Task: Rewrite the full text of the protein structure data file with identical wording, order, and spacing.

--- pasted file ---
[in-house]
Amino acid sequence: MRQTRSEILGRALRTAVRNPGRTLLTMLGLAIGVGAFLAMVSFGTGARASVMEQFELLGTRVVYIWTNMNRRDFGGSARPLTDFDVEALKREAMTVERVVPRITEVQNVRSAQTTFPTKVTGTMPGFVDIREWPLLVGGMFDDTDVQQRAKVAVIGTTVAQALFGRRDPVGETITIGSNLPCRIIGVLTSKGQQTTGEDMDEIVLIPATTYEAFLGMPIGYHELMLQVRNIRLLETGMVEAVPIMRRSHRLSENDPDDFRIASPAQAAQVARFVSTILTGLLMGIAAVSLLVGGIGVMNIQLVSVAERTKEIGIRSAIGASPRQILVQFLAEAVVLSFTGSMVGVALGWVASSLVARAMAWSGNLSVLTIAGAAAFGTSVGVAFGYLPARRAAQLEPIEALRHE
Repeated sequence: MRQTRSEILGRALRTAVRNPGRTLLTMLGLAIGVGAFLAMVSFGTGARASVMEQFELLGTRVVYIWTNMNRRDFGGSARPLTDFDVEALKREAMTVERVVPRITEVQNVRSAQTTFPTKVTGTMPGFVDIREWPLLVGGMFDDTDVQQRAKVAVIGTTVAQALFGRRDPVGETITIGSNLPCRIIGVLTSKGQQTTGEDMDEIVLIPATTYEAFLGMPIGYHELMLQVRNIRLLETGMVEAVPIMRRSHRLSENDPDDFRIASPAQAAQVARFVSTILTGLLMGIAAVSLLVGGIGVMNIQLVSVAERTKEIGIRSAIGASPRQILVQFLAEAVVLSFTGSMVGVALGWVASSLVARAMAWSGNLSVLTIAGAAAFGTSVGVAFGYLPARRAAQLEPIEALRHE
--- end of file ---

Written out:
[in-house]
Amino acid sequence: MRQTRSEILGRALRTAVRNPGRTLLTMLGLAIGVGAFLAMVSFGTGARASVMEQFELLGTRVVYIWTNMNRRDFGGSARPLTDFDVEALKREAMTVERVVPRITEVQNVRSAQTTFPTKVTGTMPGFVDIREWPLLVGGMFDDTDVQQRAKVAVIGTTVAQALFGRRDPVGETITIGSNLPCRIIGVLTSKGQQTTGEDMDEIVLIPATTYEAFLGMPIGYHELMLQVRNIRLLETGMVEAVPIMRRSHRLSENDPDDFRIASPAQAAQVARFVSTILTGLLMGIAAVSLLVGGIGVMNIQLVSVAERTKEIGIRSAIGASPRQILVQFLAEAVVLSFTGSMVGVALGWVASSLVARAMAWSGNLSVLTIAGAAAFGTSVGVAFGYLPARRAAQLEPIEALRHE
Repeated sequence: MRQTRSEILGRALRTAVRNPGRTLLTMLGLAIGVGAFLAMVSFGTGARASVMEQFELLGTRVVYIWTNMNRRDFGGSARPLTDFDVEALKREAMTVERVVPRITEVQNVRSAQTTFPTKVTGTMPGFVDIREWPLLVGGMFDDTDVQQRAKVAVIGTTVAQALFGRRDPVGETITIGSNLPCRIIGVLTSKGQQTTGEDMDEIVLIPATTYEAFLGMPIGYHELMLQVRNIRLLETGMVEAVPIMRRSHRLSENDPDDFRIASPAQAAQVARFVSTILTGLLMGIAAVSLLVGGIGVMNIQLVSVAERTKEIGIRSAIGASPRQILVQFLAEAVVLSFTGSMVGVALGWVASSLVARAMAWSGNLSVLTIAGAAAFGTSVGVAFGYLPARRAAQLEPIEALRHE